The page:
GlaxoSmithKline's diabetes drug Avandia should be pulled from sale because of concerns about heart risks, British drug regulators said on Monday ahead of a special European meeting on the drug's safety.
The strong line from safety experts in the drugmaker's home market is a fresh blow to a medicine that was once Glaxo's second biggest seller but has become a liability since being linked to increased heart attack risk in 2007.
The Medicines and Healthcare products Regulatory Agency (MHRA) said it believed the risks of Avandia, known generically as rosiglitazone, outweighed its benefits and that "it no longer has a place on the UK market."
Spokesman Stephen Hallworth said the MHRA had put forward its position "robustly" to the European Medicines Agency (EMA) and would highlight its concerns again at a special meeting on the drug's future this week.
The EMA -- the decentralised European body responsible for licensing Avandia in 2000 -- will hold an extraordinary expert meeting on September 8 to review the drug's safety before finalising its position at its next scheduled meeting on September 20 to 23. London-based EMA said the additional meeting was necessary because of the complexity of the data being assessed.
The British Medical Journal (BMJ) and some leading doctors attacked the tardy response, calling for Avandia to be pulled off the market immediately and saying it should never have been licensed in the first place. British regulators' concerns about Avandia came to light following a BMJ investigation that found out the Commission on Human Medicines -- an independent working group advising UK ministers -- had recommended the withdrawal of Avandia in July.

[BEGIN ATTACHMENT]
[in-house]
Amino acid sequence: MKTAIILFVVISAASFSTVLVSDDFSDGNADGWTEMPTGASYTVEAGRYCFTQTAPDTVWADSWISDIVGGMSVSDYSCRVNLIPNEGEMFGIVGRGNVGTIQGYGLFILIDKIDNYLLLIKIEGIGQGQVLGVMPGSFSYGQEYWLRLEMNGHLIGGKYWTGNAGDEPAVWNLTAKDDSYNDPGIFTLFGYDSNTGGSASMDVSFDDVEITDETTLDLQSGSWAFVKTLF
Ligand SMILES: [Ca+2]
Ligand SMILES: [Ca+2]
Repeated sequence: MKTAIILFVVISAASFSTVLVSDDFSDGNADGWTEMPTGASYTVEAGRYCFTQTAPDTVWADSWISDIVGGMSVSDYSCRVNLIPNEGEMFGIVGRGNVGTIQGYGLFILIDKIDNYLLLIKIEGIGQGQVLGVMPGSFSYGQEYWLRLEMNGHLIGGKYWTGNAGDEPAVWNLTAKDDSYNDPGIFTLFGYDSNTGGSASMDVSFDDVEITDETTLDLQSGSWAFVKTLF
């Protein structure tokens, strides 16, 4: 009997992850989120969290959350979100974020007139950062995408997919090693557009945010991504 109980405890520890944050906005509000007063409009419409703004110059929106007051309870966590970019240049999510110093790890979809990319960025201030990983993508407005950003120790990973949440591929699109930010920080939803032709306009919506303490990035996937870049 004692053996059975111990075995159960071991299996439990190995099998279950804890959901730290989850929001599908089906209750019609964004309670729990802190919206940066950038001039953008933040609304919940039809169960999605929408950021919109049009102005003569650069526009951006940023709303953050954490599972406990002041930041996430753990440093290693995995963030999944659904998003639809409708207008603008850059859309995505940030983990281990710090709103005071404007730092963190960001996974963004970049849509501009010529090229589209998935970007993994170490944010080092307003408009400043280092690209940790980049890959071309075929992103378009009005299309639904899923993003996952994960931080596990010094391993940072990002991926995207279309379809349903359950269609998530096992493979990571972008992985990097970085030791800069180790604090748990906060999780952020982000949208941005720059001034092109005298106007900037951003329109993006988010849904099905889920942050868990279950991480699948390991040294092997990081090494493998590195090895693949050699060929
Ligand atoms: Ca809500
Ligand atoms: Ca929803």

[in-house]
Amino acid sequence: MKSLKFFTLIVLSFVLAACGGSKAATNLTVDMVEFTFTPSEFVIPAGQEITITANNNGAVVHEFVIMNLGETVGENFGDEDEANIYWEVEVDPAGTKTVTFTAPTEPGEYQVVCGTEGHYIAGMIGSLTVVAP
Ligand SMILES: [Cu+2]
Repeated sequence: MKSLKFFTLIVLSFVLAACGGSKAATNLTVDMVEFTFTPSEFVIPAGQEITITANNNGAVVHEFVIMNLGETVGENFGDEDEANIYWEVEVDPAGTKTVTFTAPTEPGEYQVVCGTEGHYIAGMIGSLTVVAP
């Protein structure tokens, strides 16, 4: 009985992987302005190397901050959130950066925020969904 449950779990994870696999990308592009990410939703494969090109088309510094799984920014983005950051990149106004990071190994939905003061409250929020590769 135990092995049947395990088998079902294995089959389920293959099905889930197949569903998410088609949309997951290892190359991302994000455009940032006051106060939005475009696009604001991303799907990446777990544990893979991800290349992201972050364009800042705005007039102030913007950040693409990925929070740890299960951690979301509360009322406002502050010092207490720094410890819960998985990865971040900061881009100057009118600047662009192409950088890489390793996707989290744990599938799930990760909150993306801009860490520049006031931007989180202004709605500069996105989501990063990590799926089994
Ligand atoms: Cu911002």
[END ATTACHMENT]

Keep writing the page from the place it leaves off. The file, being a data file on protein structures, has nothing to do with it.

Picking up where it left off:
A MHRA letter sent to doctors on July 26 merely advised them to "consider alternative treatments where appropriate."
Dr Deborah Cohen, who led the BMJ investigation, said letter was not clear enough, and the MHRA should have informed doctors of the commission's full opinion.
"Medicine is all about benefits versus risks," she said in a telephone interview. "And if a group of experts in drug safety believes the risks outweigh the benefits, that's an important message that would inform doctors when they're prescribing."
The BMJ's editor, Dr Fiona Godlee, told Reuters: "The time has now come for this drug to be withdrawn from the market."
Avandia used to be Glaxo's second-biggest drug, selling $3 billion (1.9 billion pounds) in 2006 until health concerns emerged. Its sales plunged to $1.2 billion in 2009, or some 2.7 percent of group sales, as many doctors switched to Takeda's rival drug Actos.
In the United States, health advisers recommended to regulators on July 14 that Avandia should be allowed to stay on the market but with additional warnings.
The Food and Drug Administration is expected to make a final decision on Avandia later this month and the agency usually follows recommendations from its advisory committees. Glaxo said an extensive research programme showed Avandia was safe and effective when used appropriately according to its labelling.
The drugmaker has faced a slew of lawsuits in the U.S. but tried to put the issue behind it in July by taking a record legal charge of 1.57 billion pounds, partly to settle the bulk of the Avandia claims. Britain's Department of Health said in a statement it was aware of concerns about Avandia, but advised patients not to stop taking their medication without talking to a doctor.
"MHRA has issued guidance to all healthcare professionals with clear warnings about the associated risks for some patients," it said. "Ministers have not been asked to make any decisions about the licence of Avandia in the UK." (source: Reuters)